Eating breakfast raises child IQ

18 February 2013
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A new research study from the University of Pennsylvania School of Nursing indicates that children whom regularly eat breakfast had “significantly higher full scale, verbal, and performance IQ test scores.” The researchers suggested that this may be the combined effect of the brain’s fuel intake and the associated social interaction during this meal. The study was conducted on over 1250 Chinese children. Read more here

It pays to praise your toddler’s efforts.

14 February 2013
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New research paper “Parent Praise to 1-3 Year Olds Predicts Children’s Motivational Frameworks 5 years Later” from the University of Chicago highlights the importance of praising young children for their efforts, rather than just praising the child for their attributes. Those children who received ‘process praise” such as “good idea” and “good effort” went on, five years later, to have more positive attitudes about their abilities to overcome problems and develop strategies. Read more here

ADHD diagnosis on the rise

22 January 2013
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A recent study of 840,000 children in California has indicated a significant rise, of 24%, in the number of children diagnosed with attention deficit hyperactivity disorder. Dr. Darios Getahun, researcher at the Kaiser Permanente Southern California Medical Group, confirmed that the instances of ADHD in boys within the study was three times as high as in girls and that it was more prevalent in higher income families: although that this might be accounted for by greater parental interest in their school performance. Dr Benjamin Lahey of the University of Chicago suggests that the study is more...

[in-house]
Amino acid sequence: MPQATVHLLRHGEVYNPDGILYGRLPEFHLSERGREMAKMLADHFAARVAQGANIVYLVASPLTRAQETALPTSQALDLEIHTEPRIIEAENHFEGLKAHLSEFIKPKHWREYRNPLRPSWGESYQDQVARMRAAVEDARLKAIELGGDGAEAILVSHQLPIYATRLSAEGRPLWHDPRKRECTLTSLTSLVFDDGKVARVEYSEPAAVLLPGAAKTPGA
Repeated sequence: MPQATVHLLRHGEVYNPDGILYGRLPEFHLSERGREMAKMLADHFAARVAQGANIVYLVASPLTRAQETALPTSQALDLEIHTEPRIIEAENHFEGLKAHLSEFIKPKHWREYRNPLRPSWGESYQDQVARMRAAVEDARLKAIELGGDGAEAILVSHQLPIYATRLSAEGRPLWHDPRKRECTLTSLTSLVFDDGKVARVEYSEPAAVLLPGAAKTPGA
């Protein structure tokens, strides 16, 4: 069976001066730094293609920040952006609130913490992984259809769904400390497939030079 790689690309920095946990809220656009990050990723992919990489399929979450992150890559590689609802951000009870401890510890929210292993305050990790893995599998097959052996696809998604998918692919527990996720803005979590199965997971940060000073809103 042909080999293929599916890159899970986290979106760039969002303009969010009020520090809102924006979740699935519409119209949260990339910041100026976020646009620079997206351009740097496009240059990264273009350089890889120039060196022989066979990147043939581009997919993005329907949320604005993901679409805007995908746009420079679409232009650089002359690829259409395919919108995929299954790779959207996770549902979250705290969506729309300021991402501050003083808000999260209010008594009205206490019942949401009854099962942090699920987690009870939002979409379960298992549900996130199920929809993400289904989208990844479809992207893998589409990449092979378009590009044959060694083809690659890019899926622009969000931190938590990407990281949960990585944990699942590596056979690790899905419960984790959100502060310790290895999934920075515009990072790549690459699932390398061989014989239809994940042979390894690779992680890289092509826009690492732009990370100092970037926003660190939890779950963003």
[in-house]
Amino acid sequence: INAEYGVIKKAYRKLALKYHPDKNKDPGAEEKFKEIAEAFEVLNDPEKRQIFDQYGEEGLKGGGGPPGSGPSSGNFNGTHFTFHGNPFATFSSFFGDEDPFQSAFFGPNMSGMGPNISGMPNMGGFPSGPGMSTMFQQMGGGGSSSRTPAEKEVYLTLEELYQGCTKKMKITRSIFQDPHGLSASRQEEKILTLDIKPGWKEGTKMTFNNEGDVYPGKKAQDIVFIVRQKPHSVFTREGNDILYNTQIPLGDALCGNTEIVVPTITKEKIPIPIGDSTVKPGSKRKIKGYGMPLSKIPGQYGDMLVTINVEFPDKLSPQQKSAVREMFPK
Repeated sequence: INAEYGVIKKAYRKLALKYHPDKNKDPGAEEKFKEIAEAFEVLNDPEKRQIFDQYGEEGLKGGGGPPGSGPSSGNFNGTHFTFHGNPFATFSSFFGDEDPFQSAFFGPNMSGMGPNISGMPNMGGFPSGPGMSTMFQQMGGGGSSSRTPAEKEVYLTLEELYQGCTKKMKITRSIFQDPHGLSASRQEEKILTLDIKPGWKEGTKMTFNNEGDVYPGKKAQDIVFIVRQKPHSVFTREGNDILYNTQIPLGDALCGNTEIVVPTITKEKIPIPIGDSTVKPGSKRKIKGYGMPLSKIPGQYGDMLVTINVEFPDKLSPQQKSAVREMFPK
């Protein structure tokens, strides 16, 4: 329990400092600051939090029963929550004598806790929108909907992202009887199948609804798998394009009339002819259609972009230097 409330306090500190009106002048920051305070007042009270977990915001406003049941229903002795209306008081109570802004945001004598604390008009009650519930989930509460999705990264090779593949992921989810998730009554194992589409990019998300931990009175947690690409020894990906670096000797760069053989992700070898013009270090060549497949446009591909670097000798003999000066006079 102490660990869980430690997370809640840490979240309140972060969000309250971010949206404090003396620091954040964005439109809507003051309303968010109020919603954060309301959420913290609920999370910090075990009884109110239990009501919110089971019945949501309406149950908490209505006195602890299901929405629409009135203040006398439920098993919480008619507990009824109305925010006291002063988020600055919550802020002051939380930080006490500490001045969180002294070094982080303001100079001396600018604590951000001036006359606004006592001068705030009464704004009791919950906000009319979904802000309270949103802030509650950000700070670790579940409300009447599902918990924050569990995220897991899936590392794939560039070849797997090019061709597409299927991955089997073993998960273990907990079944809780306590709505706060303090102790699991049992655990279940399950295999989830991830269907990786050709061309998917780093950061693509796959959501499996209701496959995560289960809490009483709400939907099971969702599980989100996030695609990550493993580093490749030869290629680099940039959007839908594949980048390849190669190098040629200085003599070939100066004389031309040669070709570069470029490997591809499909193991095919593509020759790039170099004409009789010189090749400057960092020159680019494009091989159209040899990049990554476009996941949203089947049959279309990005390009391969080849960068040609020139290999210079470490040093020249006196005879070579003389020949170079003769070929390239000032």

The psychology of natural disasters

31 October 2012
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The recent storms to hit the US are a reminder to think about the psychological consequences of natural disasters and how they effect children and families.  Survivors tend to look for leadership and stability in the wake of this sort of shocking change to their environment. Children need to understand the event and be returned to a reassuring routine. Read more about disasters in the school context here Read more from the American Psychology Association

What’s it like to have ADHD?

30 October 2012
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A recent study, by biomedical ethicist Dr Ilina Singh, asking children how they feel about ADHD and possible treatment has identified that the children feel that their medication helps them control their reactions and gives them time in which to think before acting. The children also said that they wanted additional treatment options, however: long waiting lists for children’s behavioral treatments means that there is currently little alternative by rely on prescribing drug treatments. “One of the messages that children have is that they want more treatment options outside of medication,...

Puppies maybe cute but are too young to empathise